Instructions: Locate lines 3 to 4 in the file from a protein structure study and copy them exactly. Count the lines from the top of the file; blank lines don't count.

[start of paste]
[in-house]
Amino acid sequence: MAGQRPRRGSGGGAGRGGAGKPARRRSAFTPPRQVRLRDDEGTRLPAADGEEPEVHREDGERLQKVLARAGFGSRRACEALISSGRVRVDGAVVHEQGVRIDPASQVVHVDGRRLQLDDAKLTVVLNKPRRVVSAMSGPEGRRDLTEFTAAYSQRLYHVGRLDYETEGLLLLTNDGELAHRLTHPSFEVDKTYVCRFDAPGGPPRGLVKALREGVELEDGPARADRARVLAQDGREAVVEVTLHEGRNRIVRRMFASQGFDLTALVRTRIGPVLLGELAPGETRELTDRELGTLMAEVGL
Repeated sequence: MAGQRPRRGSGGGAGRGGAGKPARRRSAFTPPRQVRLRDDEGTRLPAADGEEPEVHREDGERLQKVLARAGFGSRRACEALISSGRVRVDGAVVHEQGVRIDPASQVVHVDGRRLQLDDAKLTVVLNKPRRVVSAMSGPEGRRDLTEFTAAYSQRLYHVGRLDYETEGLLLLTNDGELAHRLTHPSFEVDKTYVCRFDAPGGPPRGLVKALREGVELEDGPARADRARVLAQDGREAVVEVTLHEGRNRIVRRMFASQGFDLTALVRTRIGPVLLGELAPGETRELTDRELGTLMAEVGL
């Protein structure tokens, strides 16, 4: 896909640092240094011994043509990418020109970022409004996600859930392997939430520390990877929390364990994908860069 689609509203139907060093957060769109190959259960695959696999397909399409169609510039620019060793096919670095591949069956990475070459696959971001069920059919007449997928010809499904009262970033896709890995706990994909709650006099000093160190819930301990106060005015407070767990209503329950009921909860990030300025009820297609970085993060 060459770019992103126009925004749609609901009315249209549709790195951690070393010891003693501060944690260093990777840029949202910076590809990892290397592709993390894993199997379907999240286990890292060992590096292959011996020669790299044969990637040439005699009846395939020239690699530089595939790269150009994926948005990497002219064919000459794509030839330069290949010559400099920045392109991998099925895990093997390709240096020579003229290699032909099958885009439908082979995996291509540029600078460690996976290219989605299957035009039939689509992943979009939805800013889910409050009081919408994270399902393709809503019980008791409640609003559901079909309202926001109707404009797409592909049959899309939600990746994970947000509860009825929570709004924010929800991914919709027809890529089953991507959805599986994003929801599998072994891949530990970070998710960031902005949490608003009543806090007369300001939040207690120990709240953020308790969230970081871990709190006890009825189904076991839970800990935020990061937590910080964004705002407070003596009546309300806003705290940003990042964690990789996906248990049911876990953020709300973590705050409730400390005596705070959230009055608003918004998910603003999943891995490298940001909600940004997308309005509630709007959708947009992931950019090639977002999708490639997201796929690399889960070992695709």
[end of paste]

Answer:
Repeated sequence: MAGQRPRRGSGGGAGRGGAGKPARRRSAFTPPRQVRLRDDEGTRLPAADGEEPEVHREDGERLQKVLARAGFGSRRACEALISSGRVRVDGAVVHEQGVRIDPASQVVHVDGRRLQLDDAKLTVVLNKPRRVVSAMSGPEGRRDLTEFTAAYSQRLYHVGRLDYETEGLLLLTNDGELAHRLTHPSFEVDKTYVCRFDAPGGPPRGLVKALREGVELEDGPARADRARVLAQDGREAVVEVTLHEGRNRIVRRMFASQGFDLTALVRTRIGPVLLGELAPGETRELTDRELGTLMAEVGL
């Protein structure tokens, strides 16, 4: 896909640092240094011994043509990418020109970022409004996600859930392997939430520390990877929390364990994908860069 689609509203139907060093957060769109190959259960695959696999397909399409169609510039620019060793096919670095591949069956990475070459696959971001069920059919007449997928010809499904009262970033896709890995706990994909709650006099000093160190819930301990106060005015407070767990209503329950009921909860990030300025009820297609970085993060 060459770019992103126009925004749609609901009315249209549709790195951690070393010891003693501060944690260093990777840029949202910076590809990892290397592709993390894993199997379907999240286990890292060992590096292959011996020669790299044969990637040439005699009846395939020239690699530089595939790269150009994926948005990497002219064919000459794509030839330069290949010559400099920045392109991998099925895990093997390709240096020579003229290699032909099958885009439908082979995996291509540029600078460690996976290219989605299957035009039939689509992943979009939805800013889910409050009081919408994270399902393709809503019980008791409640609003559901079909309202926001109707404009797409592909049959899309939600990746994970947000509860009825929570709004924010929800991914919709027809890529089953991507959805599986994003929801599998072994891949530990970070998710960031902005949490608003009543806090007369300001939040207690120990709240953020308790969230970081871990709190006890009825189904076991839970800990935020990061937590910080964004705002407070003596009546309300806003705290940003990042964690990789996906248990049911876990953020709300973590705050409730400390005596705070959230009055608003918004998910603003999943891995490298940001909600940004997308309005509630709007959708947009992931950019090639977002999708490639997201796929690399889960070992695709």